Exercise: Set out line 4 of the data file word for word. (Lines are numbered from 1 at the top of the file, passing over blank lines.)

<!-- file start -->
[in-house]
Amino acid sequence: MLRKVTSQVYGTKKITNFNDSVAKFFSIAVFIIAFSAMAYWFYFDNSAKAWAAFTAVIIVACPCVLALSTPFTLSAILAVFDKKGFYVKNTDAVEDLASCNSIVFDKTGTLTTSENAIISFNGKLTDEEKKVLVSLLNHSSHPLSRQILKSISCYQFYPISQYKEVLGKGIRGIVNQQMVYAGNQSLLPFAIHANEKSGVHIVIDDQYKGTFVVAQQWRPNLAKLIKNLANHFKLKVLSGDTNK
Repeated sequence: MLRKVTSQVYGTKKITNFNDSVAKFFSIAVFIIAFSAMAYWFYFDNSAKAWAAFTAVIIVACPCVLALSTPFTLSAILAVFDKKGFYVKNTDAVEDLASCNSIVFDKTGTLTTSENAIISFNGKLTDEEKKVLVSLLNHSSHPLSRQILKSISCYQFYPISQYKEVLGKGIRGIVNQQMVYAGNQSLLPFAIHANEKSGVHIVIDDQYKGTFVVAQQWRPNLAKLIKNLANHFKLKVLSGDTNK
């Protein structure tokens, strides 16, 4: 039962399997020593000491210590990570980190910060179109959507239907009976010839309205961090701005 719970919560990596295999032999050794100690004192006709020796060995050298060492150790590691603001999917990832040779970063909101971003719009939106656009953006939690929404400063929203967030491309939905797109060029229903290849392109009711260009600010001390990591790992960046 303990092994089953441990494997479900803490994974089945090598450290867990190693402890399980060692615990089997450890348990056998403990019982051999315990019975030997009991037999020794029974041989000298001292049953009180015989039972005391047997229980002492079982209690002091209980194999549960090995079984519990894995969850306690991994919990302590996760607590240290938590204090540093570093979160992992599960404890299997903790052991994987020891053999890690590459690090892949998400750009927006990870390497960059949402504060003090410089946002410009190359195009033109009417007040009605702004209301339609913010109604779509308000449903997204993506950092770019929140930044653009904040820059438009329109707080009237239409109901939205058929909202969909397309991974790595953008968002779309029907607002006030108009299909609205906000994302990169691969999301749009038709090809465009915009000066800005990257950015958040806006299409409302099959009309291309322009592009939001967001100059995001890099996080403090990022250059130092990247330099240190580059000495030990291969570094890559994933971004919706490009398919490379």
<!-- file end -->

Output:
């Protein structure tokens, strides 16, 4: 039962399997020593000491210590990570980190910060179109959507239907009976010839309205961090701005 719970919560990596295999032999050794100690004192006709020796060995050298060492150790590691603001999917990832040779970063909101971003719009939106656009953006939690929404400063929203967030491309939905797109060029229903290849392109009711260009600010001390990591790992960046 303990092994089953441990494997479900803490994974089945090598450290867990190693402890399980060692615990089997450890348990056998403990019982051999315990019975030997009991037999020794029974041989000298001292049953009180015989039972005391047997229980002492079982209690002091209980194999549960090995079984519990894995969850306690991994919990302590996760607590240290938590204090540093570093979160992992599960404890299997903790052991994987020891053999890690590459690090892949998400750009927006990870390497960059949402504060003090410089946002410009190359195009033109009417007040009605702004209301339609913010109604779509308000449903997204993506950092770019929140930044653009904040820059438009329109707080009237239409109901939205058929909202969909397309991974790595953008968002779309029907607002006030108009299909609205906000994302990169691969999301749009038709090809465009915009000066800005990257950015958040806006299409409302099959009309291309322009592009939001967001100059995001890099996080403090990022250059130092990247330099240190580059000495030990291969570094890559994933971004919706490009398919490379």